White House warns protesters: Justices ‘must be able’ to do jobs without ‘concern’ for ‘personal safety’
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The White House condemned violent protests and vandalism Monday, and demanded that judges be able to “do their jobs without concern for their personal safety,” as demonstrations over the weekend extended from churches to the homes of Supreme Court justices amid fallout following the release of a draft opinion signaling the high court’s intent to overturn Roe v. Wade.
White House press secretary Jen Psaki on Monday said President Biden “strongly believes in the Constitutional right to protest.”
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“But that should never include violence, threats, or vandalism,” Psaki tweeted. “Judges perform an incredibly important function in our society, and they must be able to do their jobs without concern for their personal safety.”
According to federal U.S. code 1507, any individual who “pickets or parades” with the “intent of interfering with, obstructing, or impeding the administration of justice, or with the intent of influencing any judge, juror, witness, or court officer” near a U.S. court or “near a building or residence occupied or used by such judge, juror, witness, or court officer” will be fined, or “imprisoned not more than one year, or both.”
Pro-choice groups protested outside the homes of Supreme Court Chief Justice John Roberts and Justice Brett Kavanaugh over the weekend.
The group “Ruth Sent Us,” which is named after late Justice Ruth Bader Ginsburg, had called on abortion supporters to gather outside the homes of the “six extremist Catholics set out to overturn Roe” and “stand at or in a local Catholic Church” on Mother’s Day.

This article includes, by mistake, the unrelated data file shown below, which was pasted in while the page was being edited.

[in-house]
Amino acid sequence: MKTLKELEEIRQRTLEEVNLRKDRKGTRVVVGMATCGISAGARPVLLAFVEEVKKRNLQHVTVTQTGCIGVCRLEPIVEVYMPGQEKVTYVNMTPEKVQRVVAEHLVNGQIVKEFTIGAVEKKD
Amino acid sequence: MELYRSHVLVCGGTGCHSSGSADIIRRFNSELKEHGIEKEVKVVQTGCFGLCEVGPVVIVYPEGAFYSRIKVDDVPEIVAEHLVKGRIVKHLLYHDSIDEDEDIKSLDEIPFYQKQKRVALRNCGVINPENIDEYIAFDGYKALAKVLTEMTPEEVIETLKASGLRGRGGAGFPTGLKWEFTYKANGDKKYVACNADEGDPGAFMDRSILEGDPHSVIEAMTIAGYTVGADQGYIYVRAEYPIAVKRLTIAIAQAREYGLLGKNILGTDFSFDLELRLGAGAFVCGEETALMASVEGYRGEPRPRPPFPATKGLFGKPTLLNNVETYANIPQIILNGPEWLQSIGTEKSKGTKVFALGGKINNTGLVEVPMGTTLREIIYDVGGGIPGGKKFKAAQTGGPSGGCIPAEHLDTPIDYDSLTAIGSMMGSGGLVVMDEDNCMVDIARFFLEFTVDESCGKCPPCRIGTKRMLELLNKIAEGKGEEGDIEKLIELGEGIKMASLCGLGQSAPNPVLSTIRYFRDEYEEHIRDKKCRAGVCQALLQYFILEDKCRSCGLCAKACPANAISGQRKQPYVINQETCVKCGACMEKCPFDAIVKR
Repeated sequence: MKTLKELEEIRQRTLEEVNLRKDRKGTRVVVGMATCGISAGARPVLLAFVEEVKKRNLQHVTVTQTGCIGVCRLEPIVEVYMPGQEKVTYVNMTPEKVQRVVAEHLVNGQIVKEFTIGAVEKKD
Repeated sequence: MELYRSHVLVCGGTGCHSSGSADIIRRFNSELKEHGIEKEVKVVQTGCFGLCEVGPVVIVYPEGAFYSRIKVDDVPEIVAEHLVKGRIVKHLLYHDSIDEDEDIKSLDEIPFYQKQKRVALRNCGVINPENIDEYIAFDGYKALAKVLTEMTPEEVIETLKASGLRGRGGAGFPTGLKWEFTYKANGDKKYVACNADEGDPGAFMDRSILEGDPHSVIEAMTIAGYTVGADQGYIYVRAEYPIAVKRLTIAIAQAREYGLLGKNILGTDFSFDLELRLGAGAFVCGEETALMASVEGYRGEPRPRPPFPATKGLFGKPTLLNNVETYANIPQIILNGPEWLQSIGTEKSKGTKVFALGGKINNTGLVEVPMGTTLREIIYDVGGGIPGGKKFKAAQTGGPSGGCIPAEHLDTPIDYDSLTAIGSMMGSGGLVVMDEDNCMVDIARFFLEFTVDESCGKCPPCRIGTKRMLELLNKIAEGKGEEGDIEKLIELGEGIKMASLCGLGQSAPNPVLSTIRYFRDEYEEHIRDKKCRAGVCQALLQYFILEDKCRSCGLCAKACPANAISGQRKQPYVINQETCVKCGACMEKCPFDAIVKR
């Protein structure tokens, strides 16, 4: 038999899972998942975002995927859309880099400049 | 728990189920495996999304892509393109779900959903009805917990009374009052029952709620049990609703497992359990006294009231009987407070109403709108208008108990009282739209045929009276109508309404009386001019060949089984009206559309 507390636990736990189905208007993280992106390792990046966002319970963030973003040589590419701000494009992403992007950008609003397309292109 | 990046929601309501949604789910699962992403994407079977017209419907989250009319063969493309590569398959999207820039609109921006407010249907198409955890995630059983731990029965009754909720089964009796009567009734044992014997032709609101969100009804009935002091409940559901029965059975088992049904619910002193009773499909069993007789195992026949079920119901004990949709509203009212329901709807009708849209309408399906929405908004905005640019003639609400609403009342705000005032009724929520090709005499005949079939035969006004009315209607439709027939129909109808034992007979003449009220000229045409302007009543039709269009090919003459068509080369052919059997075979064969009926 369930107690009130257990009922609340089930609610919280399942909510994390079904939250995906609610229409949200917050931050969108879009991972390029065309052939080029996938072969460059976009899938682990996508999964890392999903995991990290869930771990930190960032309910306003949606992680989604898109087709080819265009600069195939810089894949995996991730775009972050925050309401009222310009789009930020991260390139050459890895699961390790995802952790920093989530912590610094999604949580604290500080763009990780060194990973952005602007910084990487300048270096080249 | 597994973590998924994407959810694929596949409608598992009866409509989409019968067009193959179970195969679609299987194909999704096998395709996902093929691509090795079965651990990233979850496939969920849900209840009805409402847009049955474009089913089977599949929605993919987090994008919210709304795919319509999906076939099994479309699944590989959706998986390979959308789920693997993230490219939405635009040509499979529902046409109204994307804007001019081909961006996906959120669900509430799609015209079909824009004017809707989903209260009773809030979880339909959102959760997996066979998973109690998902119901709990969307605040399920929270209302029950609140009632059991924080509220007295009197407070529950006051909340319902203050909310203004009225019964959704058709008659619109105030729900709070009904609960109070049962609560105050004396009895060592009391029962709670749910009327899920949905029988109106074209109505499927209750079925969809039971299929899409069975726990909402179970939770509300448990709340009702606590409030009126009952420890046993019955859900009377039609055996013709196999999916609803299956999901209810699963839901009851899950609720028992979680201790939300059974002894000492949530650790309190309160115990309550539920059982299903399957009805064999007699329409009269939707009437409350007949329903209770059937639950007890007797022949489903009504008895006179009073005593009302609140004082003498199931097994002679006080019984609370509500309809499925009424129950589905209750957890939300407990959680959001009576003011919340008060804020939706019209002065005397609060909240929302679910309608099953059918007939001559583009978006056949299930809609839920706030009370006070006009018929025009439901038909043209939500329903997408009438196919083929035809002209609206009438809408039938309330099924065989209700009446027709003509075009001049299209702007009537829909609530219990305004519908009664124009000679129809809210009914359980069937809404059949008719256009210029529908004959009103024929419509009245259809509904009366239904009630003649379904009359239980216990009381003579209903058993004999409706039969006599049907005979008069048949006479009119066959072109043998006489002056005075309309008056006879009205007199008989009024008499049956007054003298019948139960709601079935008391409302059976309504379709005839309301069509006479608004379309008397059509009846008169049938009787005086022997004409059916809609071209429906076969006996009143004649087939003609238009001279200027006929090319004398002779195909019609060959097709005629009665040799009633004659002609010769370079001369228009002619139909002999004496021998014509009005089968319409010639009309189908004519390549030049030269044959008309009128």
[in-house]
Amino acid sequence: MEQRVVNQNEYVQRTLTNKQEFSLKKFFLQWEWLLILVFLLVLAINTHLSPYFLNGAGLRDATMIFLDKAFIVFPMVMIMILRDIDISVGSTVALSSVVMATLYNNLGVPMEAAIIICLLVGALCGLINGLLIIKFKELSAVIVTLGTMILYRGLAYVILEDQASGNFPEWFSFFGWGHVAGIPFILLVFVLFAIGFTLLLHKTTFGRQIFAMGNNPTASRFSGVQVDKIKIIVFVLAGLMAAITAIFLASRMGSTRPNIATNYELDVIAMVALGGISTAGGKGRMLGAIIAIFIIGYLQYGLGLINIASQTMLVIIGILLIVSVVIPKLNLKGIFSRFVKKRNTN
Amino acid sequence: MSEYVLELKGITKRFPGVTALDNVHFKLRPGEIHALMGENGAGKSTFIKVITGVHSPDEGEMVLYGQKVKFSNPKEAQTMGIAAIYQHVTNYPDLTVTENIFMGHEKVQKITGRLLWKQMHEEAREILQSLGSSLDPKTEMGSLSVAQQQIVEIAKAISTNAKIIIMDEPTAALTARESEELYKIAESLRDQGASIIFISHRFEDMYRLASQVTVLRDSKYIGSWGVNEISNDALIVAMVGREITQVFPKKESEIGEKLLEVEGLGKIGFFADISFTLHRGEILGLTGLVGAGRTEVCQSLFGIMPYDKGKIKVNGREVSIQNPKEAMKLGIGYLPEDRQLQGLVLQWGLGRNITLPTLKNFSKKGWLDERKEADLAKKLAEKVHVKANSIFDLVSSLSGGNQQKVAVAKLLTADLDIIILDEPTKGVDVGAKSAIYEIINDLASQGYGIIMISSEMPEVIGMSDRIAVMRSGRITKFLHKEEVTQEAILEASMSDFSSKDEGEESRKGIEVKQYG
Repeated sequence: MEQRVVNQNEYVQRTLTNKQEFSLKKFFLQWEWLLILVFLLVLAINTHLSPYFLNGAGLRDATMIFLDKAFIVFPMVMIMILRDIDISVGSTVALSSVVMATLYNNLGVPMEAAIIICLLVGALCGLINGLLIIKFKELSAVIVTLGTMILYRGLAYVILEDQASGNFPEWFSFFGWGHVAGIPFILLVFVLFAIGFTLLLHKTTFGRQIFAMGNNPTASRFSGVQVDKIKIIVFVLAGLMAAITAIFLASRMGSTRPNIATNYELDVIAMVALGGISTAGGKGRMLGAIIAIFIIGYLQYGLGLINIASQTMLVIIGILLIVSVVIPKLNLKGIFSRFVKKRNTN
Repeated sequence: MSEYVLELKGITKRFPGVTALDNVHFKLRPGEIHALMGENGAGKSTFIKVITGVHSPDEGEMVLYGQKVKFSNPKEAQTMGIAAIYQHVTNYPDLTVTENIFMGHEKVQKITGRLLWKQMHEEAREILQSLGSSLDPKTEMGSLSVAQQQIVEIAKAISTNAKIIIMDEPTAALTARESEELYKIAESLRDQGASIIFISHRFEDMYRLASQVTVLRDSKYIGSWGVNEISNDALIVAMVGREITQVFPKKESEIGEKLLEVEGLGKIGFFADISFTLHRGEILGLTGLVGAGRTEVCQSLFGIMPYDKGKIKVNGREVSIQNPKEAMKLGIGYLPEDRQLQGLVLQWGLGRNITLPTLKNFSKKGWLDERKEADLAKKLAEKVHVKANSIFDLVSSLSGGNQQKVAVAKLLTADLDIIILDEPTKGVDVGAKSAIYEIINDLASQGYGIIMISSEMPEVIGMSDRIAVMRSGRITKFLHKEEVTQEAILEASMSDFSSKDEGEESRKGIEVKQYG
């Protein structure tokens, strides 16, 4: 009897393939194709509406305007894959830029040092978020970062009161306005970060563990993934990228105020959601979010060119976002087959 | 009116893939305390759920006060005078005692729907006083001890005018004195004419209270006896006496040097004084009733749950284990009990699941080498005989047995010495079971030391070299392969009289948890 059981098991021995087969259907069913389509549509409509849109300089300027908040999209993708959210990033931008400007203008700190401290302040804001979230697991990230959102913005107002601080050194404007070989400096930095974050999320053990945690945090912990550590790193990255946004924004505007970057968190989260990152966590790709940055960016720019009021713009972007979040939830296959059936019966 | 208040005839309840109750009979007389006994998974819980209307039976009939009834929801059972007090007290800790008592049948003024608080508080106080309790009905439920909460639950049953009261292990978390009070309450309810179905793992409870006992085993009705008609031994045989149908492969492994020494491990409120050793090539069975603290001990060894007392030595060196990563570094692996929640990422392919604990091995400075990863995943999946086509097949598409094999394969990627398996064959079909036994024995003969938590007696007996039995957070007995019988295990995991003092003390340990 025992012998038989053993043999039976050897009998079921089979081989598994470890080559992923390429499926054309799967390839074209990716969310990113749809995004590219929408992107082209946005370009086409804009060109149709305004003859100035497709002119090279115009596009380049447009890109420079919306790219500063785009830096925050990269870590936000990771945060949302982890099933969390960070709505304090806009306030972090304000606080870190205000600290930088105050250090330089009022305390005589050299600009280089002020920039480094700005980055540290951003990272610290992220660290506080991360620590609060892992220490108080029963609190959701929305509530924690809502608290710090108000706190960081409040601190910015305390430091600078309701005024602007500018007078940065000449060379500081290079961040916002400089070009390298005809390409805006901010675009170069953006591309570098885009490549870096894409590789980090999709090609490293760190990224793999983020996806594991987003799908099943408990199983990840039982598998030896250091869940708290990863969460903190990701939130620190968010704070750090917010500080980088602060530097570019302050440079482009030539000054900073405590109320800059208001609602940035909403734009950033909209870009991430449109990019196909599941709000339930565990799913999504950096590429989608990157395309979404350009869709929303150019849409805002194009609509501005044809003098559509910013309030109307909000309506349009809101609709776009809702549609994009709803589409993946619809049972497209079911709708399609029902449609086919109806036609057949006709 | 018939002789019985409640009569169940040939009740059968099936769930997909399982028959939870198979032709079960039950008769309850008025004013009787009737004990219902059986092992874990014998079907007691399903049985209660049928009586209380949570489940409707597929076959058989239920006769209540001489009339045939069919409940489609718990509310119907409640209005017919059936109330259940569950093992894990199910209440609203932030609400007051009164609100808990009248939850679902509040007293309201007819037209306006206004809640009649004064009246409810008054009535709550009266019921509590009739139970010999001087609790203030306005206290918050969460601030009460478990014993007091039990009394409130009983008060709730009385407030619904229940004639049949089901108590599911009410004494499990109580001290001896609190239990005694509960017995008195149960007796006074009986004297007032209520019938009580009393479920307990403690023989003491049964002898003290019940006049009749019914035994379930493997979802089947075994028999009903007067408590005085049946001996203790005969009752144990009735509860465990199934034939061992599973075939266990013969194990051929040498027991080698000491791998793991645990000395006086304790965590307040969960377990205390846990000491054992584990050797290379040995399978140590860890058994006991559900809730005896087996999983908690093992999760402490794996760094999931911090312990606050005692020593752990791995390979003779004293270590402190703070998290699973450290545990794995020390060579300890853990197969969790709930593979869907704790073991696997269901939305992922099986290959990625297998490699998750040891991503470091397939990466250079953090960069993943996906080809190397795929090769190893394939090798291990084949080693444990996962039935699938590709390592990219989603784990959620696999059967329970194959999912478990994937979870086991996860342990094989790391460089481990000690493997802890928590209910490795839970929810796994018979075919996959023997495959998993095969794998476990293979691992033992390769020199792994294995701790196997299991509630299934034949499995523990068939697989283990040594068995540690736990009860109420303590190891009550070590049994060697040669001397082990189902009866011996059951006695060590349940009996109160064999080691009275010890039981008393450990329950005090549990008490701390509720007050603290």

Meanwhile, the group “Shutdown D.C.” is expected to stage a protest outside the home of Justice Samuel Alito on Monday evening. Alito authored the majority draft opinion, which was leaked to the public last week.
“We hold that Roe and Casey must be overruled,” Justice Samuel Alito writes in the document, labeled the “Opinion of the Court” for the case Dobbs v. Jackson Women’s Health Organization. “It is time to heed the Constitution and return the issue of abortion to the people’s elected representatives.”
Should Roe v. Wade be overturned, abortions would be left for the states to decide.
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Alito notes that at the time the court decided Roe, 30 states had active bans on abortion throughout pregnancy. Alito also wrote in the draft opinion that Americans hold “sharply conflicting views” on the subject.
“Some believe fervently that a human person comes into being at conception and that abortion ends an innocent life. Others feel just as strongly that any regulation of abortion invades a woman’s right to control her own body and prevents women from achieving full equality. Still others in a third group think that abortion should be allowed under some but not all circumstances, and those within this group hold a variety of views about the particular restrictions that should be imposed,” Alito wrote.
Meanwhile, outside of the nation’s capital, an arsonist threw at least one Molotov cocktail into an office of Wisconsin Family Action (WFA), a pro-life activist group. Police are investigating the incident as arson and connected it to the aftermath from the leaked draft opinion.
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The president “strongly” condemned the attack and “political violence of any stripe.”
“The President has made clear throughout his time in public life that Americans have the fundamental right to express themselves under the Constitution, whatever their point of view,” the White House said in a statement. “But that expression must be peaceful and free of violence, vandalism, or attempts to intimidate.”
The Supreme Court last week acknowledged that “a copy of a draft opinion in a pending case” was published.
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“Justices circulate draft opinions internally as a routine and essential part of the Court’s confidential deliberative work,” the high court said in a statement. “Although the document described in yesterday’s reports is authentic, it does not represent a decision by the Court or the final position of any member on the issues in the case.”
Roberts also released a statement Tuesday saying that the court “will not be affected in any way” by the leak.
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“To the extent this betrayal of the confidences of the Court was intended to undermine the integrity of our operations, it will not succeed,” the chief justice said. “The work of the Court will not be affected in any way.”